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substance : : innovation : : pragmatism
alex.francisco : : designer

Case study : : WD-40

The making of a legend

WD-40 Company and products website lift was my second job at AMBA Communications. It was in its early stages when I arrived, but the team had a good grasp of the content they wanted to include, what it should not be (boring...), and that it should be a WordPress website. Coca-Cola was doing it. IBM was doing it. We would do it too.

The Process

My role was to convert the extensive knowledge the creative and account management team had about the client, the product, and the audience into digital assets and strategy.

The agency had limited knowledge of digital products, so we started by having catalyst chats and quick over-the-shoulder workshops to familiarise everyone with the distinctions between traditional and new media. The in-house developer was the most excited about the cultural transformation, having been the only HTML-speaking person in the office until then. Introducing more exploration tools was fun. We created a sort of board game for user-flow exercises. A blast! Several of us also took on coloured sticky notes and Sharpies, turning walls into Mondrian-like insight displays.

Once I collected enough information and felt that my systems were accepted and trusted, I moved on to the more technically demanding assets. I prepared templates for content inventory for WD-40’s previous and competitor websites, comparative sitemaps, and a keyword matrix. Working closely with the creative director, we devised a comprehensive content plan, which we then used for sitemaps, wireframes, and copywriting briefs.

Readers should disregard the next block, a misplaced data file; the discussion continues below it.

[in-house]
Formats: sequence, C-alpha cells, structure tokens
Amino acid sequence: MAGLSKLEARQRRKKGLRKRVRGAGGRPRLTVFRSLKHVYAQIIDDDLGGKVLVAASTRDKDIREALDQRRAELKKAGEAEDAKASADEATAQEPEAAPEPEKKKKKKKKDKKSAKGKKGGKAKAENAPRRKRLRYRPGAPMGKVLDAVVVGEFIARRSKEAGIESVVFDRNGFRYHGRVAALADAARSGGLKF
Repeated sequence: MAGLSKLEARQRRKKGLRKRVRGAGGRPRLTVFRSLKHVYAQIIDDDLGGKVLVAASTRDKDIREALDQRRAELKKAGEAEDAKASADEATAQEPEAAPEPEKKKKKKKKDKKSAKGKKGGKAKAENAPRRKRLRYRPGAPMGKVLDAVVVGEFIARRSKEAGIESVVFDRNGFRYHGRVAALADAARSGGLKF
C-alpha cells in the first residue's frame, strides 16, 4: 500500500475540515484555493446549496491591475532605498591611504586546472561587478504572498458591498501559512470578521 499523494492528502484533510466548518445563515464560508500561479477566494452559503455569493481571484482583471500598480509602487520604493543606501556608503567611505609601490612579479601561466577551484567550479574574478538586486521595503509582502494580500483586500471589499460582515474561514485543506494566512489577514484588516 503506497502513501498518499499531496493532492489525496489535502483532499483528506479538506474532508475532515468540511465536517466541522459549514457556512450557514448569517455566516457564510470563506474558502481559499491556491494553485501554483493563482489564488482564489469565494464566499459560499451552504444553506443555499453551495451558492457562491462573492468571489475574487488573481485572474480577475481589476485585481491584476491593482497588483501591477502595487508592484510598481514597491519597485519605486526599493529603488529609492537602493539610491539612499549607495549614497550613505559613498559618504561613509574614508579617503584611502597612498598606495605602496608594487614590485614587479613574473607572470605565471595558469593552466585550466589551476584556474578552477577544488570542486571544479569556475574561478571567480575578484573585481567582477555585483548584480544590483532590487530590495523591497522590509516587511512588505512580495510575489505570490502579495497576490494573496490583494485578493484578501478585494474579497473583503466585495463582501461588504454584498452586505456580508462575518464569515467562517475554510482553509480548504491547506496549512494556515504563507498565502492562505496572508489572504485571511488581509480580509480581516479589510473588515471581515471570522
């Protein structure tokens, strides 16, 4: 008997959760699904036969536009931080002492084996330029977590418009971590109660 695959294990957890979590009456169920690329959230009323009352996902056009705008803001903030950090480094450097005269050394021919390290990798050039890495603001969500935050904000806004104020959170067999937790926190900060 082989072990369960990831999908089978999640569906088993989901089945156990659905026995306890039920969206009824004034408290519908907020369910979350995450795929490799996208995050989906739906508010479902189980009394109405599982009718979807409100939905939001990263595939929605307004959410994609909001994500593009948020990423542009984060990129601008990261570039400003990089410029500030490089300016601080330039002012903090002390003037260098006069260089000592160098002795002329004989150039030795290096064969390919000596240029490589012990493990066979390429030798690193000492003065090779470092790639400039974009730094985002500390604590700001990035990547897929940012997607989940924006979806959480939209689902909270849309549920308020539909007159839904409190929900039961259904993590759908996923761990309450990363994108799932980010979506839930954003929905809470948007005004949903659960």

Next came interface and interaction design. WordPress as a framework is quite accommodating, but since we were coming from a relatively humble digital culture, we opted for a simple website. We planned to save a few features, such as a video player, parallax animation, social media integration, and inbound marketing, for the near future – progressive disclosure turned on ourselves!

The Campaign

In parallel to the new website, a whole range of other communication assets were in production, such as point-of-sale displays, retail brochures, advertising campaigns, and even seasonal blue-and-yellow cans. But my favourite, by far, was the bus wrap. It's quite something to see your illustration wrapped around a bus cruising through town. It even got a few award nominations.

The Results


Win 1: The WD-40 Company was so thrilled with the process and outcome that, by the time the website was launched, we were already planning the next upgrade (which is the current version with content updates). We saw a significant increase in organic search, returning viewers, and time spent on the site. This very positive response led the headquarters in the USA to hand over complete control of the website to the Australia/New Zealand marketing team, lifting most of the restrictions we had before and allowing for a real ‘Aussie rules’ game.

Win 2: The agency grew stronger and more confident in delivering digital products. We now had our own dedicated digital team: an account/project manager, an in-house front-end developer, a back-end developer, and a digital designer – yours truly.

Win 3: From then on, I was included in every briefing session for campaigns with potential for digital media so that I could help identify opportunities as well as friction points for media-agnostic concepts.

AMBA Communications // Creative Team 2012-2016 Creative Director:* Lyndel Donaldson Art Director:* Sio Ifopo Designer:* Jason Watts Designer:* Aylin Celebioglu Designer:* Alex Francisco Front-end Developer:* Marvin Cho Back-end Developer:* Luke Stevenson

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Surry Hills NSW2010